> - namely the time of the evangelists.

      Is it just a clash of symbols or is it the substantive content, meaning and
      claims being made which the symbols represent? (You may have had
      substantive issues in mind). Let me briefly put how I see this clash within
      family with respect to Jesus' substantive critique and adament opposition to
      the Judean cult of his family (both nuclear and the extended family of his
      hometown and Judean heritage, perhaps even a case, as you suggest, in which
      "the imperial powers are forgotten - the ones actually responsible for [the]
      situation, and those closest become the targets of battle."

      As N. Timothy Wright has stated (_Jesus and the Vistory of God_, see
      383-390) and its the purity codes, circumcision, Temple, Sabbath, as well as
      other festivals, were the distinctive and crucial identifying marks of what
      it meant to be Judean (I intentionally use the term "Judean," rather than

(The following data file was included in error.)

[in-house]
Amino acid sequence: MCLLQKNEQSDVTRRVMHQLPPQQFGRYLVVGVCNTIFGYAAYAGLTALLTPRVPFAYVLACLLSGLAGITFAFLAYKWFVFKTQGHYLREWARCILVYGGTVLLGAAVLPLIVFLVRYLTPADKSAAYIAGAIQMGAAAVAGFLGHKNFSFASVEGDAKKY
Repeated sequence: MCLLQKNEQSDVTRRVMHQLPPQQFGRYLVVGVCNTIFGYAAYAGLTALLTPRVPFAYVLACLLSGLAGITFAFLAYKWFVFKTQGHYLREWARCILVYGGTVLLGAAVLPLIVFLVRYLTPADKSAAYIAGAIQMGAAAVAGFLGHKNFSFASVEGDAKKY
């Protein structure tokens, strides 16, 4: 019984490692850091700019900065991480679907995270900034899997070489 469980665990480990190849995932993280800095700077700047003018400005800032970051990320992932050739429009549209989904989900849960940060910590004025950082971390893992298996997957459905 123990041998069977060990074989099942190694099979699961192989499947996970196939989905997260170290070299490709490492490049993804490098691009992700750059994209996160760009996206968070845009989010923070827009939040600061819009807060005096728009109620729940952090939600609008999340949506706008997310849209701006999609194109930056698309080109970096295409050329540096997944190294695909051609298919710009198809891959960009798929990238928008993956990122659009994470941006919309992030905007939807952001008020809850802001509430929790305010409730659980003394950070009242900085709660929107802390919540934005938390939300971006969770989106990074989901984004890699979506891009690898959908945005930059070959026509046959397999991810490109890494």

"Jewish" to distinguish between Galilean Israelites of the first century CE
      and Judean Judahites) in the second Temple period. In a time when the
      Judeans, since they were not an independent nation, had no other way to
      establish boundaries that distinguished themselves ethno-religiously from
      Gentiles (i.e. other nations)---and particularly at a time when the Roman
      occupation and the incursion and imposition of Greco-Roman culture upon
      Palestine of the first century CE were blurring those ethno-religious
      boundaries and threatening the survival of the inherent integrity of what it
      meant to be Judean--- the observance and preservation of these distinctive
      Judean identity marks was considered by the Judean cultic establishment to
      be absolutely indispensable. As Joseph Klausner put it fifty-five years
      ago (_Jesus of Nazareth_, 376): "The Judaism of the time . . . had no other
      aim than to save the tiny nation, the guardian of great ideals, from sinking
      into the broad sea of heathen culture "

      It was this insistence of the Judean establishment upon the strict
      observance of its cultic observances, rules and practices that incensed
      Jesus and drove him to attack the cult at its heart. He challenged the
      purity codes, Temple practices, the literal application of certain
      commandments (the Sabbath commandment and the honoring-parents commandment)
      when those distinctive ethno-religious marks were employed to exclude the